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Brush and Qalam. 200 Years of the collection of the Institute of Oriental Manuscripts. Exhibition Catalogue. Ed. by I. F. Popova, A. D. Pritula, N. V. Yampolskaya. Saint Petersburg: The State Hermitage Publishers, 2018.

The exhibition ‘Brush and Qalam’ marks the 200th anniversary of the Asiatic Museum (the Institute of Oriental Manuscripts of the Russian Academy of Sciences), one of the world’s richest collections of Oriental manuscripts. The exhibition aims to showcase the beauty of decoration as well as the variety and unique identity of different types of Oriental books from the cultural and historical perspective.

The catalogue introduces its readers to a selection of manuscripts and blockprints produced by peoples of the East, whose array of book cultures over the last two millennia spanned an area from Europe all the way to Japan. For the sake of convenience, exhibits are grouped into three big sections, each one concerned with a big region characterised by the unity of culture and history: 1) Near East and Middle East; 2) India and Central Asia; 3) Far East. Largely formal, this separation is linked not so much to geography as to the spread and movement of cultures. Thus, at different points of time, the bulk of Central Asia was dominated by different religious traditions, first Buddhism and then Islam, which gave birth to diverse book cultures, reaching back to India and the Middle East respectively. It is for that reason that the books created in this region are dealt with in two separate sections. The same applies to India of the Mughal period, which saw the bloom of the Muslim book culture, so intimately linked to the Persian one, which is described in the ‘Near East’ section.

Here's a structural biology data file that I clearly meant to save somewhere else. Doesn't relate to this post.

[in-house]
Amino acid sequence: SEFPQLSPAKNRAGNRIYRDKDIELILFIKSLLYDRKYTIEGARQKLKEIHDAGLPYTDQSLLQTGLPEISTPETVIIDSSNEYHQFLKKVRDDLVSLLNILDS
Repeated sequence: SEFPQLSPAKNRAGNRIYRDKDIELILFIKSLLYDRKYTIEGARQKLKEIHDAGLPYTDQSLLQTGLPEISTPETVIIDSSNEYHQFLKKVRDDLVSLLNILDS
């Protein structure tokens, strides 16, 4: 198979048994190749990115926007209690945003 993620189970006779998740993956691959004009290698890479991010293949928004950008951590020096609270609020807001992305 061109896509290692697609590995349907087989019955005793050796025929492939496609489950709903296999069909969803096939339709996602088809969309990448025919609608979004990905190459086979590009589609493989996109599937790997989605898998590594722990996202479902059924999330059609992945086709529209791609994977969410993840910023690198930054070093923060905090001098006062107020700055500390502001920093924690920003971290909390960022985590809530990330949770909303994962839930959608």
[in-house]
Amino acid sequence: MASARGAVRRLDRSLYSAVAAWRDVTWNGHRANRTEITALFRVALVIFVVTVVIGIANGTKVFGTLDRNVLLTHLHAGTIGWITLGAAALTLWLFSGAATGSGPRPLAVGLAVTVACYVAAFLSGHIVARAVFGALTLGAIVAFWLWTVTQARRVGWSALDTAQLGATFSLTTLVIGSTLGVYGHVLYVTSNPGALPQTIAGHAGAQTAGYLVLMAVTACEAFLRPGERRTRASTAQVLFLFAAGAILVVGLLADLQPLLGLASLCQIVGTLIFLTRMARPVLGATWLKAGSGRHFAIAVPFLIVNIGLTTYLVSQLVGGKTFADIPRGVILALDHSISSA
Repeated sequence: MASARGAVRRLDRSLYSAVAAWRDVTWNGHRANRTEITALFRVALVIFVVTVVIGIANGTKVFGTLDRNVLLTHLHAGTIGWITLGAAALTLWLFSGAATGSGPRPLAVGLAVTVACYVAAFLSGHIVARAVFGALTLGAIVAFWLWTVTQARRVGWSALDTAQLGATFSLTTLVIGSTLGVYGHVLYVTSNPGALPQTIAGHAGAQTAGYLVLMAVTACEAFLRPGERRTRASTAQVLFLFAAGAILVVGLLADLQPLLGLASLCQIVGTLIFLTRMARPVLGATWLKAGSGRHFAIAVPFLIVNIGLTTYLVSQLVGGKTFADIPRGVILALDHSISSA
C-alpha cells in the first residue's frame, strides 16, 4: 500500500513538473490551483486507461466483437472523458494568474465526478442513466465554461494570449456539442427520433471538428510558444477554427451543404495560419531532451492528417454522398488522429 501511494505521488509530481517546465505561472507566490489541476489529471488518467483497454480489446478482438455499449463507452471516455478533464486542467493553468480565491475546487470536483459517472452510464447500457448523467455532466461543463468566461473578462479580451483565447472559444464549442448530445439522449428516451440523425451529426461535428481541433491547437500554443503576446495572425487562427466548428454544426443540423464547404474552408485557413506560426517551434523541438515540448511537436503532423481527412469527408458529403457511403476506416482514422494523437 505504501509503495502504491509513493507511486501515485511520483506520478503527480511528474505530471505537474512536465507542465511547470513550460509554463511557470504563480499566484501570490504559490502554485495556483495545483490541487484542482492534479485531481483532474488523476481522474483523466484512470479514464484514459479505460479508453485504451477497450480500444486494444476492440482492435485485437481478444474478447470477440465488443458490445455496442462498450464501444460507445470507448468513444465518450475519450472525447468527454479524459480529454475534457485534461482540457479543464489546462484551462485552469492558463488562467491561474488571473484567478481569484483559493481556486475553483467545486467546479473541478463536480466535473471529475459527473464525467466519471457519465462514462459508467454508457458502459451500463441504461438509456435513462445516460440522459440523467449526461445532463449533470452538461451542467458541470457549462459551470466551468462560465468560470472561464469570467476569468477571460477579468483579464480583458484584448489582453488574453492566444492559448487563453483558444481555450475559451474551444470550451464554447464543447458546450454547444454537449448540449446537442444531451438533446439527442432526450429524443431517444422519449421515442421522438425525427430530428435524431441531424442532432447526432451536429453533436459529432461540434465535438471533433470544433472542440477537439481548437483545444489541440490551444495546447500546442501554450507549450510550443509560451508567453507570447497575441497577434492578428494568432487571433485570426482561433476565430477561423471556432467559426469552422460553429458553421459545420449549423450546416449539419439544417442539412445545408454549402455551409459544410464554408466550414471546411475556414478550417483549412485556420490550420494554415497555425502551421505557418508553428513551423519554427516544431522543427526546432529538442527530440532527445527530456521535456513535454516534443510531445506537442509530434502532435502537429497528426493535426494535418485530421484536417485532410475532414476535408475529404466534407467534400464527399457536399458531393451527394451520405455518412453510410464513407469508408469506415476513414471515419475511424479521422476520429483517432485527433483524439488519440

The catalogue features 200 exhibits, among which manuscripts and blockprints from the holdings of the Institute of Oriental Manuscripts as well as artefacts related to the production and use of books from the State Hermitage Museum. This relationship is interpreted as broadly as possible, embracing not only objects that are directly associated with the making and reading of books (brushes, qalams, pencases, inkwells, woodblocks), but also religious items used alongside books (icons, crosses, ornaments), visual parallels in decoration (clothes, mural fragments), objects connected with their buyers and owners (coins) and finally pieces reproducing the cultural environment of the epoch. The manuscripts from each section are put in chronological order, and the objects are grouped so as to give a better picture of the cultural and visual context within which books were made and used in the East.


Annotation, Contents, От Азиатского Музея к Институту восточных рукописей Российской академии наук, Summary


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